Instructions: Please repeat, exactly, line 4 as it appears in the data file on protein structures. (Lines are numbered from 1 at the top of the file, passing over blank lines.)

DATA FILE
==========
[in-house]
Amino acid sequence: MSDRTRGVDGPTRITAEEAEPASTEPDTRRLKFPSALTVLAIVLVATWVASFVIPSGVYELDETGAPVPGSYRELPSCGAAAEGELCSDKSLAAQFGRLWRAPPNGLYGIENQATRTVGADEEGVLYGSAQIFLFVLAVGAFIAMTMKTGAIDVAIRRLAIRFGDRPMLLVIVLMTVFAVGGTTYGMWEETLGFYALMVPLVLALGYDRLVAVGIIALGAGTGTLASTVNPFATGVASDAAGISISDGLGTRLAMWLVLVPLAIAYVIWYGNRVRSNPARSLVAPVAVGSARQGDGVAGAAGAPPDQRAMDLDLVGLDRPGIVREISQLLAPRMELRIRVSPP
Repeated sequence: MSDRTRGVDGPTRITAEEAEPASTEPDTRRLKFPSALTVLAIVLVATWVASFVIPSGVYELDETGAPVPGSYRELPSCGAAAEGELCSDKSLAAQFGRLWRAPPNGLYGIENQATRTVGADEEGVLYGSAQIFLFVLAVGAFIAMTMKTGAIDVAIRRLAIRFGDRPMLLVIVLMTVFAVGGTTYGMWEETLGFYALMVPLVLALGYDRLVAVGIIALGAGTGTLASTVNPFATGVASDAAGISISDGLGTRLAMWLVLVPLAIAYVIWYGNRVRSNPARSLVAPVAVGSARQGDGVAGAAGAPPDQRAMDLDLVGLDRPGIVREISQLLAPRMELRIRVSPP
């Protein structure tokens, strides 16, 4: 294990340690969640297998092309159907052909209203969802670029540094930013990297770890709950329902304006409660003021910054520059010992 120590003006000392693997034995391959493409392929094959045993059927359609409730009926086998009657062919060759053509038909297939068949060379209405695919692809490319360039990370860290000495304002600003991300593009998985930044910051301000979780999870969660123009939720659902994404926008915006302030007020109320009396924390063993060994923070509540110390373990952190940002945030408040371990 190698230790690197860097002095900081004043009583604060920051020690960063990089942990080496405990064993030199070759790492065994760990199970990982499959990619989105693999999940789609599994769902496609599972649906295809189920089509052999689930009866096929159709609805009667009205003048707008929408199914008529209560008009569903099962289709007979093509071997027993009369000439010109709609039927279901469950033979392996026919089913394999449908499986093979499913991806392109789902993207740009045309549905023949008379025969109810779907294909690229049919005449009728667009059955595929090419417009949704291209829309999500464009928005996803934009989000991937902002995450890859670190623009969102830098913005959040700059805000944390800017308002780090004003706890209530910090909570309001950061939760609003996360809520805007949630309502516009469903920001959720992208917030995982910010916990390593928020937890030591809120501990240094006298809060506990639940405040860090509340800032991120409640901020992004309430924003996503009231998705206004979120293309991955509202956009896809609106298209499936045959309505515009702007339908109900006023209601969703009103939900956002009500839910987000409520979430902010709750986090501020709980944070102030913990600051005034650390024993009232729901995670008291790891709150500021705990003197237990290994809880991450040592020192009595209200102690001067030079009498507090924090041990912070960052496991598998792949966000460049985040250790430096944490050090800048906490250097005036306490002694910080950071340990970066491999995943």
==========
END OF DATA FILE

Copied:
């Protein structure tokens, strides 16, 4: 294990340690969640297998092309159907052909209203969802670029540094930013990297770890709950329902304006409660003021910054520059010992 120590003006000392693997034995391959493409392929094959045993059927359609409730009926086998009657062919060759053509038909297939068949060379209405695919692809490319360039990370860290000495304002600003991300593009998985930044910051301000979780999870969660123009939720659902994404926008915006302030007020109320009396924390063993060994923070509540110390373990952190940002945030408040371990 190698230790690197860097002095900081004043009583604060920051020690960063990089942990080496405990064993030199070759790492065994760990199970990982499959990619989105693999999940789609599994769902496609599972649906295809189920089509052999689930009866096929159709609805009667009205003048707008929408199914008529209560008009569903099962289709007979093509071997027993009369000439010109709609039927279901469950033979392996026919089913394999449908499986093979499913991806392109789902993207740009045309549905023949008379025969109810779907294909690229049919005449009728667009059955595929090419417009949704291209829309999500464009928005996803934009989000991937902002995450890859670190623009969102830098913005959040700059805000944390800017308002780090004003706890209530910090909570309001950061939760609003996360809520805007949630309502516009469903920001959720992208917030995982910010916990390593928020937890030591809120501990240094006298809060506990639940405040860090509340800032991120409640901020992004309430924003996503009231998705206004979120293309991955509202956009896809609106298209499936045959309505515009702007339908109900006023209601969703009103939900956002009500839910987000409520979430902010709750986090501020709980944070102030913990600051005034650390024993009232729901995670008291790891709150500021705990003197237990290994809880991450040592020192009595209200102690001067030079009498507090924090041990912070960052496991598998792949966000460049985040250790430096944490050090800048906490250097005036306490002694910080950071340990970066491999995943």